VMware Home Lab Setup
My recent VMware VCAP studying has left me needing a fully functional VMware Home Lab. I first started to go down the route of a physical setup using 2 old HP DL360 G5 and a HP N40L to act as a NAS and has all the equipment in my house but I started to get put off by the;
- Power consumption
- The sheer number of cables
I then started to think that this wasn’t the best idea and started to think how I could avoid these issues so I decided I would build a PC which would be able to serve all my needs but not have the same issues as a fully physical setup.
I purchased the following items with a view to build the unit my self in order to minimize the costs vs maximum performance;
- Intel i7-3770 (Quad Core, with HT @ 3.4Ghz)
- 32GB of RAM
- MSI Z77MA-G45
- 1 x 120GB Agility 3 SSD
- 1 x 240GB Agility 3 SSD
- 1 x 1TB SATA
I was fortunate to have all the hard drives to hand so I didn’t need to buy them but the motherboard, CPU, RAM and a cheap case cost £550. I purchased all items from www.scan.co.uk
The benefits of this type of setup include;
- Quick and easy deployment of VM’s for your labs. I can build a 3 node ESXi cluster with a DC, vMA, vCenter from scratch within an hour.
- Limited amount of noise
- Space friendly
- Useable for other tasks such as Downloading, Media Storage, Media Conversion
I installed Windows 7 x64 (x64 to ensure you can utilize more than 4GB of RAM) and a few apps that are useful such as a Download Manager and chipset drivers.
On top of the OS I have installed VMware Workstation 9.0.3 which I received when I passed my VCP (Thanks VMware). I will use Workstation to run all my VM’s including ESXi which I will nest within. For a how to install ESXi within a Workstation VM please view this article here.
The 120GB SSD is being used as the PC’s boot partition. The 240GB SSD is being used to run all the VM’s and the 1TB disk is used for VM backups, templates and ISO files.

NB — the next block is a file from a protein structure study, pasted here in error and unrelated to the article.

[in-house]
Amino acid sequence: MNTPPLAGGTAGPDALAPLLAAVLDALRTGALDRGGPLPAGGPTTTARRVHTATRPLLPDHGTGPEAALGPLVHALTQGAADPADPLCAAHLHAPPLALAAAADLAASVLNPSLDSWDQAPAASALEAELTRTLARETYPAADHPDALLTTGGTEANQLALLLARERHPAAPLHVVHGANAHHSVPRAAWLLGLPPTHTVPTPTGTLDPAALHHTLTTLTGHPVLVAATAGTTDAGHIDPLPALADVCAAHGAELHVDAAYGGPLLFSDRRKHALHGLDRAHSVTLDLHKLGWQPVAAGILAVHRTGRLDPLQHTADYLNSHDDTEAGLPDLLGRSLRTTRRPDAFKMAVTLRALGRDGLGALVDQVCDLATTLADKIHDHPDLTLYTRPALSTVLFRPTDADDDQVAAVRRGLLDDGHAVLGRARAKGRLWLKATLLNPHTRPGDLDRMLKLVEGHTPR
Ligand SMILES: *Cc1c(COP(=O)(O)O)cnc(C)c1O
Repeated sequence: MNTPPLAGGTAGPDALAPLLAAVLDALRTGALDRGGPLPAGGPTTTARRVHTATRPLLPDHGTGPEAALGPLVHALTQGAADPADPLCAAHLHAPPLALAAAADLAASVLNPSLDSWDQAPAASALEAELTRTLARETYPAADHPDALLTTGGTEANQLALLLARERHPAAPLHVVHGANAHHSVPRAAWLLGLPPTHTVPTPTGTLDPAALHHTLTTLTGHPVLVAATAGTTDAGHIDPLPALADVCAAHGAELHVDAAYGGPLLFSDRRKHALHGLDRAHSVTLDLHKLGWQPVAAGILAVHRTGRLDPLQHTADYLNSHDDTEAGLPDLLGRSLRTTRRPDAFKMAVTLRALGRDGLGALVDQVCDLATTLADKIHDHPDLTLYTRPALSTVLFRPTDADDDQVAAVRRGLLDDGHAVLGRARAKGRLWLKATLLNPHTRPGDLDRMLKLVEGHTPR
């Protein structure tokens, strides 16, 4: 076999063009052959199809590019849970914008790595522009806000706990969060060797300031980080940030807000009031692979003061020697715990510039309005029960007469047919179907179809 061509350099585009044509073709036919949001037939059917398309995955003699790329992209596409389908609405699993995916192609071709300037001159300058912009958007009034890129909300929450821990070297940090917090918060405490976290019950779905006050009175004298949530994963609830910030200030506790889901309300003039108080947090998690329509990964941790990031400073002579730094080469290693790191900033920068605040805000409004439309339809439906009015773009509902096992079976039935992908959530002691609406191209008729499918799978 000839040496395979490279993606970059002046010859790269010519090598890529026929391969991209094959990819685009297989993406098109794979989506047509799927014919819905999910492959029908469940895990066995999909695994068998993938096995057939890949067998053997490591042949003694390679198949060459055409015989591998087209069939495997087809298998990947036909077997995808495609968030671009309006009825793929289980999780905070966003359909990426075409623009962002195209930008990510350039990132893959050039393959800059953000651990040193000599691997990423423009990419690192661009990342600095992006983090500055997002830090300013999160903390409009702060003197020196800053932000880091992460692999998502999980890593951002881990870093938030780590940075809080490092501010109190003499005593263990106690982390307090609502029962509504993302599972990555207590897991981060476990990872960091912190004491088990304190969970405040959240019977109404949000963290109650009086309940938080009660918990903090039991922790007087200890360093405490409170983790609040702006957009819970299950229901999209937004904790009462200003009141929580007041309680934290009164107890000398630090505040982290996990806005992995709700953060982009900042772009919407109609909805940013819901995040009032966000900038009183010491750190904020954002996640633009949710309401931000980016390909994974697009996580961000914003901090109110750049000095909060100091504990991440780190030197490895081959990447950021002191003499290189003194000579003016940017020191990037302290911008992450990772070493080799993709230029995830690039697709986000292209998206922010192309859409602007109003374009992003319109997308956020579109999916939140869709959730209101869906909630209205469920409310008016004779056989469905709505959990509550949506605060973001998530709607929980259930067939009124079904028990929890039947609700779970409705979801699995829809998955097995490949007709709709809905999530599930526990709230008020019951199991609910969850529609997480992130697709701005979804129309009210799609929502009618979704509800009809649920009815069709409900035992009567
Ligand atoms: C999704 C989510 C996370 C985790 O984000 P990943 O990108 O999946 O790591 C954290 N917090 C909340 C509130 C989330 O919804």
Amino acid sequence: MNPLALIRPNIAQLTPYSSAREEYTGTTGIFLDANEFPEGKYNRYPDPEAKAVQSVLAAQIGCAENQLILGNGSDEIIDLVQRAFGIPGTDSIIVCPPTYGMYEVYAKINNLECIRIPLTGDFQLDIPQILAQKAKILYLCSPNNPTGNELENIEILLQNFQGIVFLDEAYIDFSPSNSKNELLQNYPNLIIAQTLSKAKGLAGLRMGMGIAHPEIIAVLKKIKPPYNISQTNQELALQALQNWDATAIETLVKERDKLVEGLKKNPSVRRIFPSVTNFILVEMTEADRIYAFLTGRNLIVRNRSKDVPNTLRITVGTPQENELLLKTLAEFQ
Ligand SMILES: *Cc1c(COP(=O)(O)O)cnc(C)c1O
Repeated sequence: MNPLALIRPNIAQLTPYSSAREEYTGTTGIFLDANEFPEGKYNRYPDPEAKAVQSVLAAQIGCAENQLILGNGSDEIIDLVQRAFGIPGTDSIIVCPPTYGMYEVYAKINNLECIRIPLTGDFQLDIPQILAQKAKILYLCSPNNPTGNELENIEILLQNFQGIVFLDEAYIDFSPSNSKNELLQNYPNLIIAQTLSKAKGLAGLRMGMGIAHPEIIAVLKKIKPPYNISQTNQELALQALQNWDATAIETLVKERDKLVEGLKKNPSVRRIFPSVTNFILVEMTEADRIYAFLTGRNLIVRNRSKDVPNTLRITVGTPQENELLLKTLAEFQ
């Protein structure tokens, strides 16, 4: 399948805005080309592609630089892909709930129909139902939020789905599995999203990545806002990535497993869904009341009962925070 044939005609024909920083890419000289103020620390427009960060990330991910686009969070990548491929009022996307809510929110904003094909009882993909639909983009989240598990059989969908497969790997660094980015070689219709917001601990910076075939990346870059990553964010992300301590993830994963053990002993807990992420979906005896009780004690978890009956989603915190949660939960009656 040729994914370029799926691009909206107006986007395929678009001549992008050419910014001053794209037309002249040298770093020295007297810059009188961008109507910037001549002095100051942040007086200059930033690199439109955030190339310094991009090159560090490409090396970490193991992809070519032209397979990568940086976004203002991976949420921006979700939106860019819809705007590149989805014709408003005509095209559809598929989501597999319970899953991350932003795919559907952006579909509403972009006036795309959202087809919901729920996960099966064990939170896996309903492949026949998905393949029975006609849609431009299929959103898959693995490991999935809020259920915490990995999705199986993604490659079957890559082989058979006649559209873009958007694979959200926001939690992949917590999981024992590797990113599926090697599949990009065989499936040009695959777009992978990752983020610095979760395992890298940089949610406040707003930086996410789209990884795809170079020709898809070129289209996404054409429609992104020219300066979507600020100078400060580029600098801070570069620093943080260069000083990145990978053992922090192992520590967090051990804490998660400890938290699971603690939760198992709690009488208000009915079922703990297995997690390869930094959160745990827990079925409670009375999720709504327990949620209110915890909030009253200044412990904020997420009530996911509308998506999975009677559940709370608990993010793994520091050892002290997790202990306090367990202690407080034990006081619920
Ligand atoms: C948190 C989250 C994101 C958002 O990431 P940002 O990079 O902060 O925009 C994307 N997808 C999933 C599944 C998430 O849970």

A major benefit for me came from the network and not having to purchase an additional switch along with all the cables that come with it.
I created two virtual networks. The first is connected via NAT to my home network and the other is utilizing LAN-Segments. In the future I could have many more depending on the setup needed.
The first network I created was implemented to bridge my VM network to my home network. This was so I could RDP or SSH into my lap VMs. This also enables VM’s to talk directly with the internet. Not all VM’s will be connected to this network and to begin with just one will be.
The second network will be used to isolate the VM’s from my home network This is being done using LAN Segments on a VMware WorkStation Virtual Switch. You can create multiply LAN segmants per Virtual Switch which is ideal to avoid running out of them.
Although I have only setup 2 Virtual Networks initially I can create many more to meet my needs as and when I need them.
My initial setup includes the following VM’s.
|ESXI Host x 3||2||6GB||5GB||Thin|
|2008 R2 Srv||1||2GB||40GB||Thin|
- Windows 2008 R2
- ESXi Host A
- ESXi Host B
- ESXi Host c
I must admit I was surprised at the performance of all of the VM’s. Initially performance was the reason why I chose to go for two physical hosts and an NFS storage system however in this lap setup I can boot all the VM’s to a usable state within 4 minutes and even though I have assigned over 20GB amount of RAM due to the power of VMware memory utilization it is only using 10GB. If I start to place any real load on the system this will obviously increase accordingly.
Below is a list of boot times for the various virtual machines in use on my lab.
|VM||Nested @||Boot Time|
|Windows 7 Host||>||0m 15s|
|2008 R2 Server||> Workstation||0m 30s|
|2008 R2 Server||> Workstation > ESXi Host||tbc|
|ESXi||> Workstation||1m 15s|
|FreeNAS||> Workstation||1m 30s|
|vCSA||> Workstation||1m 45s|
|vMA||> Workstation||0m 30s|
*There VMs are all vanilla builds with no customization to improve performance.
The next part in this series will focus on the build of the LAB.